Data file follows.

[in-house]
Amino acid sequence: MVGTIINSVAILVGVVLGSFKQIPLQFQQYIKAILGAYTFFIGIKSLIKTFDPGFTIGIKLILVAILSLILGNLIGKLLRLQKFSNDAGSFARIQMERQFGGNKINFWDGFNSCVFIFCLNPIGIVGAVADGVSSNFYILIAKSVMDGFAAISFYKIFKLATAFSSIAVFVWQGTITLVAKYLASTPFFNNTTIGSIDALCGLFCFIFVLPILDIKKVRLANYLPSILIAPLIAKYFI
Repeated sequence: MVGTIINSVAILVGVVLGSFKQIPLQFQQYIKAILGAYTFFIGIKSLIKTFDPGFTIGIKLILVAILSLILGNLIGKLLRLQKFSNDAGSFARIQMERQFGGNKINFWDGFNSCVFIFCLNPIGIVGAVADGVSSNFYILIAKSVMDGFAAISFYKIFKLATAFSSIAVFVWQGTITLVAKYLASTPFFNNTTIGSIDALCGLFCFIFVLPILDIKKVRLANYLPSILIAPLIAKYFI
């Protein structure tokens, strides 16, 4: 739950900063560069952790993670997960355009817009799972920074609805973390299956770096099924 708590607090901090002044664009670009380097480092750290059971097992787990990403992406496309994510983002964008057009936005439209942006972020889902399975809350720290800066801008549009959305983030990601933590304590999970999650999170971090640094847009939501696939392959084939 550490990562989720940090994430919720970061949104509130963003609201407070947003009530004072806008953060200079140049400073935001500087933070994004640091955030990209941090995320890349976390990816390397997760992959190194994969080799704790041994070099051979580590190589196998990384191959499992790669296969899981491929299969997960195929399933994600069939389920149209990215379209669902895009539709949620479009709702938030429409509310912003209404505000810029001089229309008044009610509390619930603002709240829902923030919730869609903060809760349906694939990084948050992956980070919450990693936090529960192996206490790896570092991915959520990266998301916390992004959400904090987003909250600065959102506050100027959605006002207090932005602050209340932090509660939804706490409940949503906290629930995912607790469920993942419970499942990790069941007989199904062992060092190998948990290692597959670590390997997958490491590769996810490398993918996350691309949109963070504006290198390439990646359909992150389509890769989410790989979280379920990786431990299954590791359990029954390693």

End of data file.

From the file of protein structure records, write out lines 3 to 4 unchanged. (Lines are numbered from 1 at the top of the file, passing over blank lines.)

Repeated sequence: MVGTIINSVAILVGVVLGSFKQIPLQFQQYIKAILGAYTFFIGIKSLIKTFDPGFTIGIKLILVAILSLILGNLIGKLLRLQKFSNDAGSFARIQMERQFGGNKINFWDGFNSCVFIFCLNPIGIVGAVADGVSSNFYILIAKSVMDGFAAISFYKIFKLATAFSSIAVFVWQGTITLVAKYLASTPFFNNTTIGSIDALCGLFCFIFVLPILDIKKVRLANYLPSILIAPLIAKYFI
């Protein structure tokens, strides 16, 4: 739950900063560069952790993670997960355009817009799972920074609805973390299956770096099924 708590607090901090002044664009670009380097480092750290059971097992787990990403992406496309994510983002964008057009936005439209942006972020889902399975809350720290800066801008549009959305983030990601933590304590999970999650999170971090640094847009939501696939392959084939 550490990562989720940090994430919720970061949104509130963003609201407070947003009530004072806008953060200079140049400073935001500087933070994004640091955030990209941090995320890349976390990816390397997760992959190194994969080799704790041994070099051979580590190589196998990384191959499992790669296969899981491929299969997960195929399933994600069939389920149209990215379209669902895009539709949620479009709702938030429409509310912003209404505000810029001089229309008044009610509390619930603002709240829902923030919730869609903060809760349906694939990084948050992956980070919450990693936090529960192996206490790896570092991915959520990266998301916390992004959400904090987003909250600065959102506050100027959605006002207090932005602050209340932090509660939804706490409940949503906290629930995912607790469920993942419970499942990790069941007989199904062992060092190998948990290692597959670590390997997958490491590769996810490398993918996350691309949109963070504006290198390439990646359909992150389509890769989410790989979280379920990786431990299954590791359990029954390693």